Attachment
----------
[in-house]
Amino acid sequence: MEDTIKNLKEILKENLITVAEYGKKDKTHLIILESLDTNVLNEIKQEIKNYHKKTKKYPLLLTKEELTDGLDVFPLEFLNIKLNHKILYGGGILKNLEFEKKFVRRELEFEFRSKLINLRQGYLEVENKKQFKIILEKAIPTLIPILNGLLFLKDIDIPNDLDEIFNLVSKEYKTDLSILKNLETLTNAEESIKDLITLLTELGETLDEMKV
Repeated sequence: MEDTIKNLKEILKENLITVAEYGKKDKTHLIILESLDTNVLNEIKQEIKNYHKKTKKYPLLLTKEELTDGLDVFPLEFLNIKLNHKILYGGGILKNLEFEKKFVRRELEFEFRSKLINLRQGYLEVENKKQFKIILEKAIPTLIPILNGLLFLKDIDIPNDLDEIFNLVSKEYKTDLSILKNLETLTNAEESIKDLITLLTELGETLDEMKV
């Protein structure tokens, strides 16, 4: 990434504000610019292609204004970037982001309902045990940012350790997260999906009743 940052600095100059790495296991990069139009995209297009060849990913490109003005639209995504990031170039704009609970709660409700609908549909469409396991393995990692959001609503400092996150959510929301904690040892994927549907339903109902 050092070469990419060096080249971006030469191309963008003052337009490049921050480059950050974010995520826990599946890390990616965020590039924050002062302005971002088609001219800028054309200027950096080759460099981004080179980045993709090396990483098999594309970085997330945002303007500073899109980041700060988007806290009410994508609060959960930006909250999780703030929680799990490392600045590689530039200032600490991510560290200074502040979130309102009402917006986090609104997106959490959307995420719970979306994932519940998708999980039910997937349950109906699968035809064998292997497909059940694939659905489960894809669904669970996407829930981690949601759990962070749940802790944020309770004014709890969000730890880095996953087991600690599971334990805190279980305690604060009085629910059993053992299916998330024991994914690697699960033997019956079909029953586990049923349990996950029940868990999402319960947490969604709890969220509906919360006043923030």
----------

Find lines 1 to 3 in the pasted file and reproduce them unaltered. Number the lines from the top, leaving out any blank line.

[in-house]
Amino acid sequence: MEDTIKNLKEILKENLITVAEYGKKDKTHLIILESLDTNVLNEIKQEIKNYHKKTKKYPLLLTKEELTDGLDVFPLEFLNIKLNHKILYGGGILKNLEFEKKFVRRELEFEFRSKLINLRQGYLEVENKKQFKIILEKAIPTLIPILNGLLFLKDIDIPNDLDEIFNLVSKEYKTDLSILKNLETLTNAEESIKDLITLLTELGETLDEMKV
Repeated sequence: MEDTIKNLKEILKENLITVAEYGKKDKTHLIILESLDTNVLNEIKQEIKNYHKKTKKYPLLLTKEELTDGLDVFPLEFLNIKLNHKILYGGGILKNLEFEKKFVRRELEFEFRSKLINLRQGYLEVENKKQFKIILEKAIPTLIPILNGLLFLKDIDIPNDLDEIFNLVSKEYKTDLSILKNLETLTNAEESIKDLITLLTELGETLDEMKV